In rare cases, HRUC can be caused by a gene mutation located on the X chromosome. A chromosome is the physical structure that carries our genes. Females have two X chromosomes while males only have one. Therefore, for every gene that is located on the X chromosome, males have one copy, while females have two. Because males only have one copy, if a HRUC cancer-risk gene on the X chromosome has a mutation, males do not have a second copy to compensate. Therefore, they will have the condition. Because females have two copies, females with only one mutation for XLR HRUC will usually not show symptoms. These women are called “carriers.” When a carrier female has children, there is a 50% chance that each son will have HRUC, and a 50% chance that each daughter will also be a carrier like her mother.

Von Hippel Lindau (VHL)

People with VHL are at an increased risk for many different types of cancer, including pheochromocytoma, hemangioblasoma, renal cell carcinoma and other neuroendocrine tumors. Von Hippel Lindau is caused by a mutation in the VHL gene. Almost everyone who has a mutation will eventually develop symptoms by age 65 years. Approximately 70% of people with VHL will develop renal cell carcinoma.

Hereditary Leiomyomatosis and Renal Cell Cancer (HLRCC)

Dominant mutations in the FH gene cause HLRCC. The majority of people with this condition develop one or more growths or nodules (cutaneous leiomyomata) on the trunk, arms or legs, usually in their mid-20’s. Women with HLRCC tend to develop numerous, large uterine fibroids. Up to 16% of people with HLRCC will develop renal cancer.

Lynch syndrome

Lynch syndrome, also known as Hereditary Non-Polyposis Colorectal Cancer (HNPCC), is caused by a mutation in a gene whose job is to repair the DNA damage that normally occurs as cells grow and divide. People with Lynch syndrome are at an increased risk for different types of cancers, such as ovarian, gastric, prostate and brain. This is especially true for colon and endometrial cancer. Both men and women with this syndrome have up to an 80% risk to develop colon cancer by age 70 years. Women with Lynch syndrome have up to a 60% chance to develop endometrial cancer. In Lynch syndrome, the chance to develop urinary tract cancer (1-3%) is comparatively small, but is still significantly higher than the general population. Because of the high risk for cancer, people with Lynch syndrome require increased screening earlier than those without the condition.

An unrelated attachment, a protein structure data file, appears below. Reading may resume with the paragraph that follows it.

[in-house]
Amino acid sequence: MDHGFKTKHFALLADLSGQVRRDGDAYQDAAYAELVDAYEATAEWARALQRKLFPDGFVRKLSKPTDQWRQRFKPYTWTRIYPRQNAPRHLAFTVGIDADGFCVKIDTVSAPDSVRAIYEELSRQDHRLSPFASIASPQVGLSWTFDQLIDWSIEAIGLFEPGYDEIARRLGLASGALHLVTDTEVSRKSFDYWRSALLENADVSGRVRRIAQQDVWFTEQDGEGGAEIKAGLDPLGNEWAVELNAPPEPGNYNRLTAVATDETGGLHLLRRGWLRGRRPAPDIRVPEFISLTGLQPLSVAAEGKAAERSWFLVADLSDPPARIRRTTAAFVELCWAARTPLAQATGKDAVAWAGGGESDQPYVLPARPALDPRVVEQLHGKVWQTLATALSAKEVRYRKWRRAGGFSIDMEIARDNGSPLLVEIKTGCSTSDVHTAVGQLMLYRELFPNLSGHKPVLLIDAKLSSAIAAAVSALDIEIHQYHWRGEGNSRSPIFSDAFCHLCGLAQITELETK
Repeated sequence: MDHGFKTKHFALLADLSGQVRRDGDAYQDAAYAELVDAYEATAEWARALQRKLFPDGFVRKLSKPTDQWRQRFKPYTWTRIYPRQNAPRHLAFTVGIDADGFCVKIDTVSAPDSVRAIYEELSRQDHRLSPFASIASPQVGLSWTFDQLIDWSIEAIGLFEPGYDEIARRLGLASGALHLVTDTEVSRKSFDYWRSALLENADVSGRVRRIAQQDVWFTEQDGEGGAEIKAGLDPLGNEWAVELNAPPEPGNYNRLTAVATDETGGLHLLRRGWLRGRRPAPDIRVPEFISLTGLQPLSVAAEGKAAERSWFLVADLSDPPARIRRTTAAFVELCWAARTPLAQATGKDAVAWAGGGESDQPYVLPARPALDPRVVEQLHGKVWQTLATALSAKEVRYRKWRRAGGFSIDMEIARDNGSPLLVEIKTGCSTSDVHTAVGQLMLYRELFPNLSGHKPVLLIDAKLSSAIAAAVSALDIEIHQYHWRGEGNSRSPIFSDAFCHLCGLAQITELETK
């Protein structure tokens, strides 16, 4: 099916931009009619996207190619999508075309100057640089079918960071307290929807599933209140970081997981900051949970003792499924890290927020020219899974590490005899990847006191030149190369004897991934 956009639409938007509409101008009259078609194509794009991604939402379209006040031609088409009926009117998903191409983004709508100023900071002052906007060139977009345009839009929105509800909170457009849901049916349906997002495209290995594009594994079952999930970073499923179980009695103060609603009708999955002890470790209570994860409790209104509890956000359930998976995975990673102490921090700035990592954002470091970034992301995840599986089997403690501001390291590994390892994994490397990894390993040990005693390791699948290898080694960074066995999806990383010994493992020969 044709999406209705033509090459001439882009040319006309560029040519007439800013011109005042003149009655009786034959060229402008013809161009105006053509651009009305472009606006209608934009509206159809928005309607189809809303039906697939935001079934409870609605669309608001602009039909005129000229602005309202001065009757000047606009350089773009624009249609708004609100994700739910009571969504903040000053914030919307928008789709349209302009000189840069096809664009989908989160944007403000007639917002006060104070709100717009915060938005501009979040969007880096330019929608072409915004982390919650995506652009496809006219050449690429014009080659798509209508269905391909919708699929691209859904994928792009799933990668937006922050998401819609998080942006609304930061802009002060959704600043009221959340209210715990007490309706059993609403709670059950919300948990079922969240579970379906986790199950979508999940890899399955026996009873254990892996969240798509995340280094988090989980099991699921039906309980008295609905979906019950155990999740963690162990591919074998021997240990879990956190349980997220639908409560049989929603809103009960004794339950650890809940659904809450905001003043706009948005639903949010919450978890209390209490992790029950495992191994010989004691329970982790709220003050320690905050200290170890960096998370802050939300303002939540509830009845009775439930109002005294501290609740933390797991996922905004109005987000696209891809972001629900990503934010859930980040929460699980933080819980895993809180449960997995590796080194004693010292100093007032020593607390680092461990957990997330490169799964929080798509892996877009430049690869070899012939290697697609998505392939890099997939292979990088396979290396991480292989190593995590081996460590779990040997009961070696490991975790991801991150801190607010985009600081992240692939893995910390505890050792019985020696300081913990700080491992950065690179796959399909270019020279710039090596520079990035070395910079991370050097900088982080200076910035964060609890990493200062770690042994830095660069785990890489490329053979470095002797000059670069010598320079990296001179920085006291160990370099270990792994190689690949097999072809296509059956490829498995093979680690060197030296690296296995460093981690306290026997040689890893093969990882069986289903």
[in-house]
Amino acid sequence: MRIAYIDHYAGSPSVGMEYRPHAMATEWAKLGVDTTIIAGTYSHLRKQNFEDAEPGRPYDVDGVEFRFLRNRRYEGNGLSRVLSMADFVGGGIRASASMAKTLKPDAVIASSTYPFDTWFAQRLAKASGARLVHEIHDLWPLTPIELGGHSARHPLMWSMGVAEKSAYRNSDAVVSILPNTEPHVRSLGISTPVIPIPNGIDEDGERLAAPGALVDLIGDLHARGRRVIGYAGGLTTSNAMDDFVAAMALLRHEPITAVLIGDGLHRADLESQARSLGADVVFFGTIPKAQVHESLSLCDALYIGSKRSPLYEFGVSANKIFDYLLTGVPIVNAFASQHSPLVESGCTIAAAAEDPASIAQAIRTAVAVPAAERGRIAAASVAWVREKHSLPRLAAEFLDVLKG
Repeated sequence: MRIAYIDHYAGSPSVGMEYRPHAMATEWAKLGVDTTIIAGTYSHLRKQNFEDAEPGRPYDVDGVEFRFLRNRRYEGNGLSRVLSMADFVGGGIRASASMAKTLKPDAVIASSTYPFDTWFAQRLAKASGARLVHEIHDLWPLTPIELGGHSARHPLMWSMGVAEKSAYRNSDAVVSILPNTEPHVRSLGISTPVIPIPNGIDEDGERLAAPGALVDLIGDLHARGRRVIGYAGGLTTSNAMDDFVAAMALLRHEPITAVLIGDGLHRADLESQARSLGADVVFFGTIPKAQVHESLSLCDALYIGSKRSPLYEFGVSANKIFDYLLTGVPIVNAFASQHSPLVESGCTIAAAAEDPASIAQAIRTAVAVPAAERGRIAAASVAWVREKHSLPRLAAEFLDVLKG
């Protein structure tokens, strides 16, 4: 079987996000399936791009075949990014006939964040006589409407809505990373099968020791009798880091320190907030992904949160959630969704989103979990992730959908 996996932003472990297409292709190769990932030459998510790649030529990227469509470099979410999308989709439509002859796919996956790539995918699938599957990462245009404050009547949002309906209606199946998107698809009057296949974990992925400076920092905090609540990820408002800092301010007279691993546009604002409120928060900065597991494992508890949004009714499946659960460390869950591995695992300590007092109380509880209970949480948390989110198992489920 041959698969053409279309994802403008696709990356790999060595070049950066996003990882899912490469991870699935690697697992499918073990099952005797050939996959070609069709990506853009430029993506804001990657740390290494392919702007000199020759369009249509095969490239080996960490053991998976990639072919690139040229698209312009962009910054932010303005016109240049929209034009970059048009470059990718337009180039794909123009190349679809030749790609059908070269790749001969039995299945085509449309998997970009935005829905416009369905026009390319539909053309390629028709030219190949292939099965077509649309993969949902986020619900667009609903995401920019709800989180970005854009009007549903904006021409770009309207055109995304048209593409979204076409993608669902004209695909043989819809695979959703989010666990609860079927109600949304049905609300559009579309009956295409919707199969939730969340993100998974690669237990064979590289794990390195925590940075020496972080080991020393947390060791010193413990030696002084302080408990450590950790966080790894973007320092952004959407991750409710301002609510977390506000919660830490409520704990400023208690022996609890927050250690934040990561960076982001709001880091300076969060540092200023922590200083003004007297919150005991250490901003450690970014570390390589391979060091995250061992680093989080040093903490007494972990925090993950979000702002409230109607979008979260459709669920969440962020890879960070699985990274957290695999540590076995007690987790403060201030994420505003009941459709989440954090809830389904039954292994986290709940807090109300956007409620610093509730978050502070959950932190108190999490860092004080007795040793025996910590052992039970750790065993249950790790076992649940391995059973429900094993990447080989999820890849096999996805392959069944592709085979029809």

A positive result means that one or more genetic mutations for HRUC were identified, confirming a diagnosis. Knowing the specific gene involved tells you how the increased risk for renal/urinary tract cancer in your family was inherited, and can give a doctor insight into the patient’s risk for cancer and other health conditions.


 A negative result indicates that a genetic mutation was not identified. A negative result may indicate that hereditary renal/ urinary tract cancer is not the correct diagnosis. However, it can also mean that the correct gene for HRUC in your family was not included on the ordered test, or even that it is not currently known.


The third possible test result is called a Variant of Uncertain Clinical Significance. A gene variant is a genetic difference that could be disease-causing (mutation) or could be a normal finding (benign). More research is needed to determine whether the variant is important or not, and it should usually be treated as a negative result until more information is available.